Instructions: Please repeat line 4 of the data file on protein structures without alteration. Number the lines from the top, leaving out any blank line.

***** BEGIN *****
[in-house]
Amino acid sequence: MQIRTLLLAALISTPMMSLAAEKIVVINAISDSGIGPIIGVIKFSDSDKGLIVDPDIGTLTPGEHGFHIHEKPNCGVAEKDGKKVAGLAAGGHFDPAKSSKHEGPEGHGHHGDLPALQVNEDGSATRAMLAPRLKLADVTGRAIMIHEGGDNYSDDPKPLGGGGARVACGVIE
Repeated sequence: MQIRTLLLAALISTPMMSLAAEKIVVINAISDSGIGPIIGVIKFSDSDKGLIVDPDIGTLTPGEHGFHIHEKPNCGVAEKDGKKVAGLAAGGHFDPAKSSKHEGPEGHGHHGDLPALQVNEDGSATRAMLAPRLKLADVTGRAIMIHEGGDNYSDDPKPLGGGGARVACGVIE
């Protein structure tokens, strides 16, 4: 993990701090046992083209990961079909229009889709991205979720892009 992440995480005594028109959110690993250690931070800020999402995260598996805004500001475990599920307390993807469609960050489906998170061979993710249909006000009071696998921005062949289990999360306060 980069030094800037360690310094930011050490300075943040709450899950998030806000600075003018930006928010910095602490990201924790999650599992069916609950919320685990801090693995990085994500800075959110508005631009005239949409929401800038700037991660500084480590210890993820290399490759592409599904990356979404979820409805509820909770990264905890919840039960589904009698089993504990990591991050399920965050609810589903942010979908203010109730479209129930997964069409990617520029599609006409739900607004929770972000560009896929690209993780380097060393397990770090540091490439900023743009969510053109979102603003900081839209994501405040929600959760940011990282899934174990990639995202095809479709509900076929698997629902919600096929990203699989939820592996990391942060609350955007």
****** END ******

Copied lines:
């Protein structure tokens, strides 16, 4: 993990701090046992083209990961079909229009889709991205979720892009 992440995480005594028109959110690993250690931070800020999402995260598996805004500001475990599920307390993807469609960050489906998170061979993710249909006000009071696998921005062949289990999360306060 980069030094800037360690310094930011050490300075943040709450899950998030806000600075003018930006928010910095602490990201924790999650599992069916609950919320685990801090693995990085994500800075959110508005631009005239949409929401800038700037991660500084480590210890993820290399490759592409599904990356979404979820409805509820909770990264905890919840039960589904009698089993504990990591991050399920965050609810589903942010979908203010109730479209129930997964069409990617520029599609006409739900607004929770972000560009896929690209993780380097060393397990770090540091490439900023743009969510053109979102603003900081839209994501405040929600959760940011990282899934174990990639995202095809479709509900076929698997629902919600096929990203699989939820592996990391942060609350955007």